A lovely example of small space living for you this week – after last week’s eclectic extravaganza. This is a converted coach-house built around 1800 which is now a two bedroom two floor property on the market for £700,000 with The Modern House.
Let’s go in through the round window first shall we (anyone around in early 1970s UK will remember that children’s tv show) and that takes us to this bedroom under the eaves and the bathroom. I’m sure I have spoken before about painting window frames yellow to make a dull day feel sunnier, and this is perfect example of that, which is also picked up on the half-painted wall.
I’m often asked about painting attic rooms – where does the wall end and the ceiling stop – and I really think that this is one space where you really can just make it up as you go along. Follow an architectural line or make one up. Stop half way up a wall or carry on over the ceiling. This room, as so many attic rooms are, is already a strange shape so roll with it. There may be a tradition that walls have to be painted a single colour from top to bottom but it’s not a rule by any means. If you want to do the ceiling and part of one wall to zone a space then what’s to stop you?
This room, here is the other side of it, is actually 16ft by 14ft which is a really good size although the sloping roof will make it feel much smaller of course. Also look behind the door – a chalkboard, and what looks like a magnet board, as well as a cork pinboard but by making them all large and the same size it looks like a great piece of decor even when it’s clear of drawings and notices.
Sticking with the yellow let’s come downstairs and go into this tiny courtyard and again it’s filled with sunshine. Who hasn’t had that thought, on seeing pictures of that intense blue and white of the Greek islands, that perhaps they want to paint their own garden in those colours only to find that on a wet November morning it all looks a bit drab and the white paint very quickly looks dirty and grey. This yellow is a perfect colour because it already has a dollop of grey in it so the slight dirtiness of the yellow means it works well under our rain-soaked skies and it will always look cheerful in the way a clean bright primrose yellow might not.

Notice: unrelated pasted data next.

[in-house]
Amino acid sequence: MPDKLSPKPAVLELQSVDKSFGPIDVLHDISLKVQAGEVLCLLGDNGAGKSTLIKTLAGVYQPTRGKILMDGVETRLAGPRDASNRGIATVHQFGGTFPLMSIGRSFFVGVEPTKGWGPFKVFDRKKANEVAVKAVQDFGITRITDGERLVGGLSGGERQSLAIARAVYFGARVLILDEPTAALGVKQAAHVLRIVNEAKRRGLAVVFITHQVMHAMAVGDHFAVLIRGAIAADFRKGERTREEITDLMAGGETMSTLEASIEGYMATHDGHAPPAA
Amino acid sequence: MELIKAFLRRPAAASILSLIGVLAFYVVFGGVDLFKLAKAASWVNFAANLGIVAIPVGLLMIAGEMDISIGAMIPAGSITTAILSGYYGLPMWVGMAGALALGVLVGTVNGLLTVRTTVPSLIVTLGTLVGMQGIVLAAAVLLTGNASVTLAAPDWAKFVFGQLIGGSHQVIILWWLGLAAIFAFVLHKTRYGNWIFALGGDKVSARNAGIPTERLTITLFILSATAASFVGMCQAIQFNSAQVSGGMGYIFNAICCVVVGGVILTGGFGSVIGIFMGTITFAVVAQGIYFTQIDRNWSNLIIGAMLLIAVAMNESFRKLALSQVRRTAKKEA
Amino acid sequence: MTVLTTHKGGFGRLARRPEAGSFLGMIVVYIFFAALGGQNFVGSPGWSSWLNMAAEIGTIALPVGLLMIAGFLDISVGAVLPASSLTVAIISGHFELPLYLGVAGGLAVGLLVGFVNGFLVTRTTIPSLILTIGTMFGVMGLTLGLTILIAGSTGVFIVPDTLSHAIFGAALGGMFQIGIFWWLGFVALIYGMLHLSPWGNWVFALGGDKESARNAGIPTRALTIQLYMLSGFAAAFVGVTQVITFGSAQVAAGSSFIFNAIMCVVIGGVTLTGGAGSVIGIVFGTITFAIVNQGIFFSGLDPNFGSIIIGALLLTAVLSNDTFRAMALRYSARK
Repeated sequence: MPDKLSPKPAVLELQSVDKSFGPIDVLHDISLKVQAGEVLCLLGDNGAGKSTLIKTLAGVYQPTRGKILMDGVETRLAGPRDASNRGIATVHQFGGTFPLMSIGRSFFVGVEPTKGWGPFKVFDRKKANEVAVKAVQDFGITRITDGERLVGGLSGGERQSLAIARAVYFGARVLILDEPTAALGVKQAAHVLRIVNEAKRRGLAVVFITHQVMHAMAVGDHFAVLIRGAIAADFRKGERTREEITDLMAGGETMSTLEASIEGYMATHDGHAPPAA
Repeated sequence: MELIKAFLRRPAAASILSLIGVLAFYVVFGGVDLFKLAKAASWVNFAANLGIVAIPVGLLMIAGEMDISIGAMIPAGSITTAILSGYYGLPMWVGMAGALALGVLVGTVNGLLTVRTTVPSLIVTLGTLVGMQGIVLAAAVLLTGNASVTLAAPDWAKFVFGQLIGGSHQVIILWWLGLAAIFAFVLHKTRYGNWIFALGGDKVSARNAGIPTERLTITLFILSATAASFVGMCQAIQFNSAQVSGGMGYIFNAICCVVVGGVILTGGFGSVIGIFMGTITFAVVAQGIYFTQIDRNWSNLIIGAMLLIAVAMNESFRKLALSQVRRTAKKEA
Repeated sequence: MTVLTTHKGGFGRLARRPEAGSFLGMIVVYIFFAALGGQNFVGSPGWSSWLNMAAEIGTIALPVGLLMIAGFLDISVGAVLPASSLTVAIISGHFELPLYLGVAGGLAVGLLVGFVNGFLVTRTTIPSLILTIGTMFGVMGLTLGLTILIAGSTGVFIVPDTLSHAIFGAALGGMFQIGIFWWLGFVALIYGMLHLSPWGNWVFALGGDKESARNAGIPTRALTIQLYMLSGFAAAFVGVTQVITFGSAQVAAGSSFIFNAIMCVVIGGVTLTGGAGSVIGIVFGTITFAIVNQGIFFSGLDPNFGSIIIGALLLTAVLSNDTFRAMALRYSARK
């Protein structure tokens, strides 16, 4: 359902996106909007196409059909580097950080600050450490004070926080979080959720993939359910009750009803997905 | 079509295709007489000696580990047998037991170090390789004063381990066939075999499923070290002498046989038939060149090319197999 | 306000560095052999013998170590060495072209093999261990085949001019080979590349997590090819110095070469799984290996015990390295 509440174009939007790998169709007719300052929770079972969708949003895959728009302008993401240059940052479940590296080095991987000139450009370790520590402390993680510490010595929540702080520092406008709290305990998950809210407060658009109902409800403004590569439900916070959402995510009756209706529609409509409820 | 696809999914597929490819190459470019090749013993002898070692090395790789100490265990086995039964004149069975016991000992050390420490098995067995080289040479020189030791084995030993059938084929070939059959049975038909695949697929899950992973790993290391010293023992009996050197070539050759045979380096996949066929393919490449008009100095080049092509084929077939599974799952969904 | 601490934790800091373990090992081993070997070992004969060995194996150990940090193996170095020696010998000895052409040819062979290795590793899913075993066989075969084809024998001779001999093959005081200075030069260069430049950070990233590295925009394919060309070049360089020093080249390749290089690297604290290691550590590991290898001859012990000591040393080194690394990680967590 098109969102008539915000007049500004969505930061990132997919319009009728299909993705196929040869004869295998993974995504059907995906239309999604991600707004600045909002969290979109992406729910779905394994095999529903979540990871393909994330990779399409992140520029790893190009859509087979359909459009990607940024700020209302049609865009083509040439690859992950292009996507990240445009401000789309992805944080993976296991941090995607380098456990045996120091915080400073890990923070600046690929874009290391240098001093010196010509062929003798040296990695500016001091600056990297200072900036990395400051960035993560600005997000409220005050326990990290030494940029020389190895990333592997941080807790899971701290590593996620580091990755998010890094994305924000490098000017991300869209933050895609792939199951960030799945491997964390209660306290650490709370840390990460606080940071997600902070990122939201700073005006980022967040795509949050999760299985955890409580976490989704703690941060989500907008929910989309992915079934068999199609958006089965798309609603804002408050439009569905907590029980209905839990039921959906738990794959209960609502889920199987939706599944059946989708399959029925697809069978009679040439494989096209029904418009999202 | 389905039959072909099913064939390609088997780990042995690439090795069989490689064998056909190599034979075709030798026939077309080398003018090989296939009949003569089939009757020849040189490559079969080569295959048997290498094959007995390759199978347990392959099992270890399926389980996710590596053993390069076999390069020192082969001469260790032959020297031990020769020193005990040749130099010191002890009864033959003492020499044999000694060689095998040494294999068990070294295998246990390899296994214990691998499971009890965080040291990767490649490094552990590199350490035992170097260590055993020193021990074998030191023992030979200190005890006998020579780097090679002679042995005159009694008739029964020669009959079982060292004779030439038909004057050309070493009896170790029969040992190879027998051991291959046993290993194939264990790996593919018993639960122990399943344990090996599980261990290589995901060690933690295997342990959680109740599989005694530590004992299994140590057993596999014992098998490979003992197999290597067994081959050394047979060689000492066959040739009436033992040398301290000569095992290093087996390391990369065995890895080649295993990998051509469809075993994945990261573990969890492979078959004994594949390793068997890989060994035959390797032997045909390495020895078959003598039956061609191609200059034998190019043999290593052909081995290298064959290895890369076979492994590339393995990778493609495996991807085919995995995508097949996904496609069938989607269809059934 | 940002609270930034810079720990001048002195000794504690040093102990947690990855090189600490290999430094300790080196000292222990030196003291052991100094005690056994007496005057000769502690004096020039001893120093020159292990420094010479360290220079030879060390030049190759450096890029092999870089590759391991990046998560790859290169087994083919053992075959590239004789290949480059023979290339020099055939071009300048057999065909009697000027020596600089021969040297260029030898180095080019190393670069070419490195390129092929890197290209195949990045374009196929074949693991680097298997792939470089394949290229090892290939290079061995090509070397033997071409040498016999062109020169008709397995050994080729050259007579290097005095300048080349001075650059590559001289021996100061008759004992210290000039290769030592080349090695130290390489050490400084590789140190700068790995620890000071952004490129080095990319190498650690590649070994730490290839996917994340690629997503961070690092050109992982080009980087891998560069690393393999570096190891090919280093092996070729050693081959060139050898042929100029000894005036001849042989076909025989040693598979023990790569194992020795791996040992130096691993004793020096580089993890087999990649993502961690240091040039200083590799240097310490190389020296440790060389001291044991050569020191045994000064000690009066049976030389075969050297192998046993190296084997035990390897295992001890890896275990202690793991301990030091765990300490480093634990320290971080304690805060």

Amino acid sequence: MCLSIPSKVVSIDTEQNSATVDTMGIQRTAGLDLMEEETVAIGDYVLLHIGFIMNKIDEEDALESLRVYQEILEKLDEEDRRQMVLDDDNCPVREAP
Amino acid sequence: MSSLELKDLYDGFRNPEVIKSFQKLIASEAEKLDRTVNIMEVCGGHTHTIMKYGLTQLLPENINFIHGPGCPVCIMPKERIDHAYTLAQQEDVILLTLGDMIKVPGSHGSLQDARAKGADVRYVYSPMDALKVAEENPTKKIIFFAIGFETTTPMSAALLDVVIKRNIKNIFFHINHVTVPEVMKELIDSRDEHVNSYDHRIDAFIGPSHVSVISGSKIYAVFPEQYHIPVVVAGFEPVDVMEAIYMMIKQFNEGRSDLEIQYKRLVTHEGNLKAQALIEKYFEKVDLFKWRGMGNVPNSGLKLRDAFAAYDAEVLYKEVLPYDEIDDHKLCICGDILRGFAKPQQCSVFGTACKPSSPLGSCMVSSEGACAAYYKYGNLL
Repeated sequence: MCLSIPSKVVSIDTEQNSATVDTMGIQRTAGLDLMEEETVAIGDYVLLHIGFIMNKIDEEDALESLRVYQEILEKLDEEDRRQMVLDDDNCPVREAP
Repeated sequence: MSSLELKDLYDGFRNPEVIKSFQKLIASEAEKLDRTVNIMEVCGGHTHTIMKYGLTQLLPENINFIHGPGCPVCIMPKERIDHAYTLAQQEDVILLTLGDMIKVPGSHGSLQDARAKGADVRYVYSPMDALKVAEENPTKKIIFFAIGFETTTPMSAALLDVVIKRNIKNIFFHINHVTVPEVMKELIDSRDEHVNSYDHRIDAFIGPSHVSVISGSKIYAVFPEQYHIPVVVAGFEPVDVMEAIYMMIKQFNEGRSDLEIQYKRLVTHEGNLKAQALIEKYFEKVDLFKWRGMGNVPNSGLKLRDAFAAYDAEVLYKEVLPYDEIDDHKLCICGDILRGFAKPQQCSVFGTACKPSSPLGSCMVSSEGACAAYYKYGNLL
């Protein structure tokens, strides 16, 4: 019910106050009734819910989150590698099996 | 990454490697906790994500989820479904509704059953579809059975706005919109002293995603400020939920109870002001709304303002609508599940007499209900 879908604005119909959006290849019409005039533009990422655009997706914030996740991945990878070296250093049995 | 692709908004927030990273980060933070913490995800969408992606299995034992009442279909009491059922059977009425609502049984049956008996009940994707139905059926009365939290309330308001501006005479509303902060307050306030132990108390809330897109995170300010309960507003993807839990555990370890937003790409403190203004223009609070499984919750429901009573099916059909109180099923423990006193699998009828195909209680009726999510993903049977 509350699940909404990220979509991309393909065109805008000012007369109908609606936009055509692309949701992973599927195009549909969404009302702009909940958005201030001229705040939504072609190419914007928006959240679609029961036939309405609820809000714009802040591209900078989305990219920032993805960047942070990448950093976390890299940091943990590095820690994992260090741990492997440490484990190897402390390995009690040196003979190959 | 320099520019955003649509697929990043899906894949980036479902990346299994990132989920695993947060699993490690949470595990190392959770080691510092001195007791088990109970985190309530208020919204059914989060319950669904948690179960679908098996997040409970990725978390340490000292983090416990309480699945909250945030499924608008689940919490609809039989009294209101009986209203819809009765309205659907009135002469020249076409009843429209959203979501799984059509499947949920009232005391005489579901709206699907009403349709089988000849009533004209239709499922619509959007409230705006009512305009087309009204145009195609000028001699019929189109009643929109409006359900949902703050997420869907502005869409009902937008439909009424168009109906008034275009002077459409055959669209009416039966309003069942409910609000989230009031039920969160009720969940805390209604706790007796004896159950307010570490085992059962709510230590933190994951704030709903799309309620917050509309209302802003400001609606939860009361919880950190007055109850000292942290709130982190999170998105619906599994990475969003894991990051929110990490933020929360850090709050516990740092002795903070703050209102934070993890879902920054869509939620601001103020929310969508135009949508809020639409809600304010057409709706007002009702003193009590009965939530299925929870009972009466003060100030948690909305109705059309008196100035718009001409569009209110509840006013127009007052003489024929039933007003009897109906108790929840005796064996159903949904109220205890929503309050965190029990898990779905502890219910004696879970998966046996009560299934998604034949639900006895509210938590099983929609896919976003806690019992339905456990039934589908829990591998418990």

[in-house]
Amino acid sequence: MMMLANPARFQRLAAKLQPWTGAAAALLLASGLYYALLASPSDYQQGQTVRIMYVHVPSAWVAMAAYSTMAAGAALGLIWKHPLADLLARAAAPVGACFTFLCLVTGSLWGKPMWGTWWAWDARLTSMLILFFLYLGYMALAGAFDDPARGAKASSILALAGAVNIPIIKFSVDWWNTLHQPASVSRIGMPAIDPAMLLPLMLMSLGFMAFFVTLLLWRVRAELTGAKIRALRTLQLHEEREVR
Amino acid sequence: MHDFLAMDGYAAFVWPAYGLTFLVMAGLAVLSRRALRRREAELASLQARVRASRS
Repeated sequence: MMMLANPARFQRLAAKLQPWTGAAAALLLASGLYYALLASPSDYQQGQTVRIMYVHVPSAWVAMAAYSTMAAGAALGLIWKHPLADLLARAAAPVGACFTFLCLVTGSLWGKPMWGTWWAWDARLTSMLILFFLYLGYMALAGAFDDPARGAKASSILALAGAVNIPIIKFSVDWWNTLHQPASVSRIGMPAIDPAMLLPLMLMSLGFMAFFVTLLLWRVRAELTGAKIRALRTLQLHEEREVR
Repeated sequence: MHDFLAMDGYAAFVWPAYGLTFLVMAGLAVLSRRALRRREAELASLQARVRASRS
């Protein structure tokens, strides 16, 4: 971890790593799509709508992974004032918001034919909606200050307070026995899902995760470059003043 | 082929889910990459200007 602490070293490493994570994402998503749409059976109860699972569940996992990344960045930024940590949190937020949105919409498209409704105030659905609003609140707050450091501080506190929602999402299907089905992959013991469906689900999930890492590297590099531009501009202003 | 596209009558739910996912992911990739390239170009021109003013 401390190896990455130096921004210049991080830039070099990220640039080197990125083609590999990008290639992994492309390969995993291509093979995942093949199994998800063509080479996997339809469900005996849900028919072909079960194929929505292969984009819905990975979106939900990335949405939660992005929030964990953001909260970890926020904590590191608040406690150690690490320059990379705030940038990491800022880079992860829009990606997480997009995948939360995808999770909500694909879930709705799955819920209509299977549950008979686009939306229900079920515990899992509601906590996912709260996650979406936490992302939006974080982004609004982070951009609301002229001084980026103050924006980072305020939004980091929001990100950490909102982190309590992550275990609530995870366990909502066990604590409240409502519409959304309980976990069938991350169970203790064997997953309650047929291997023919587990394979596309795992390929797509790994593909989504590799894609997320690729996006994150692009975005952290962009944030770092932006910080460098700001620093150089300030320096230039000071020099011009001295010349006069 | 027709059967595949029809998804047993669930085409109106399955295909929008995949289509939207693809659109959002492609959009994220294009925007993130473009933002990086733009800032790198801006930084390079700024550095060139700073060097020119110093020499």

Right, now come inside to the downstairs which is open plan. Both this space and the second bedroom give out onto the courtyard and what you will notice, if you look at the floorplan, is that this room is also a triangle which makes it hard to furnish.
But the owners have used the shape to create a little breakfast bar in an area that would otherwise be tricky to use as it would be hard to fit cupboards in it. And I note that the building is also in an area of Crystal Palace called The Triangle although I’m sure the shape of the house is coincidental.
Those stools, by the way, are from Unto This Last, an open workshop where you can see the products being made.
From this angle you can see how the space works with the double doors to the bedroom flung open – and another shot of the yellow red thread. You also get a sense of just how much space a staircase takes up too. But this one has open treads and banisters so it allows as much light to flow down from above as possible and means the space underneath can be used without you feeling you are sitting in a cupboard.
The floorboards were reclaimed from a local pub and sit with reclaimed radiators and the exposed brick walls. The image below gives you a really good sense of the space while you can see the angled wall above. Despite the fact that the window is high – it faces onto the street, the open staircase and wide opening to the kitchen allows any available light to flood in. I suspect, and I might be wrong, that unless there are guests the double doors to the bedroom also stay open to bring in more light. At least that is what I would do if I were working at that table.
What do you think? Anyone moving to Crystal Palace this week?